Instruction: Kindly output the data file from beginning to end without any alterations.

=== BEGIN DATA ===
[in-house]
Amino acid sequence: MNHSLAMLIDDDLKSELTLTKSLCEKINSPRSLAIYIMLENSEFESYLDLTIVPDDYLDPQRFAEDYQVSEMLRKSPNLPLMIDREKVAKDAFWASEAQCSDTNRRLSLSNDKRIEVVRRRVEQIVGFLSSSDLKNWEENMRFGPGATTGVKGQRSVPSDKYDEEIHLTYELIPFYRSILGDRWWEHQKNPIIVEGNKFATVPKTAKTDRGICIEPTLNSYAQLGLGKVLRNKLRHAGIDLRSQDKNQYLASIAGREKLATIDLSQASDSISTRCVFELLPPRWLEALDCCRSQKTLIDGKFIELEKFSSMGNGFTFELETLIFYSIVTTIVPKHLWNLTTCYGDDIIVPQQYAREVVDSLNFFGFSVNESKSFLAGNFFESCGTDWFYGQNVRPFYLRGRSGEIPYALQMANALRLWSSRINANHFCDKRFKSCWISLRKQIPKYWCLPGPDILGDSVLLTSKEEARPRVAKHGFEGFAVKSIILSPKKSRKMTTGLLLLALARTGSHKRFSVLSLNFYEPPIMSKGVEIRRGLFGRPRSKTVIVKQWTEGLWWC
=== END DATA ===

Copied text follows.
[in-house]
Amino acid sequence: MNHSLAMLIDDDLKSELTLTKSLCEKINSPRSLAIYIMLENSEFESYLDLTIVPDDYLDPQRFAEDYQVSEMLRKSPNLPLMIDREKVAKDAFWASEAQCSDTNRRLSLSNDKRIEVVRRRVEQIVGFLSSSDLKNWEENMRFGPGATTGVKGQRSVPSDKYDEEIHLTYELIPFYRSILGDRWWEHQKNPIIVEGNKFATVPKTAKTDRGICIEPTLNSYAQLGLGKVLRNKLRHAGIDLRSQDKNQYLASIAGREKLATIDLSQASDSISTRCVFELLPPRWLEALDCCRSQKTLIDGKFIELEKFSSMGNGFTFELETLIFYSIVTTIVPKHLWNLTTCYGDDIIVPQQYAREVVDSLNFFGFSVNESKSFLAGNFFESCGTDWFYGQNVRPFYLRGRSGEIPYALQMANALRLWSSRINANHFCDKRFKSCWISLRKQIPKYWCLPGPDILGDSVLLTSKEEARPRVAKHGFEGFAVKSIILSPKKSRKMTTGLLLLALARTGSHKRFSVLSLNFYEPPIMSKGVEIRRGLFGRPRSKTVIVKQWTEGLWWC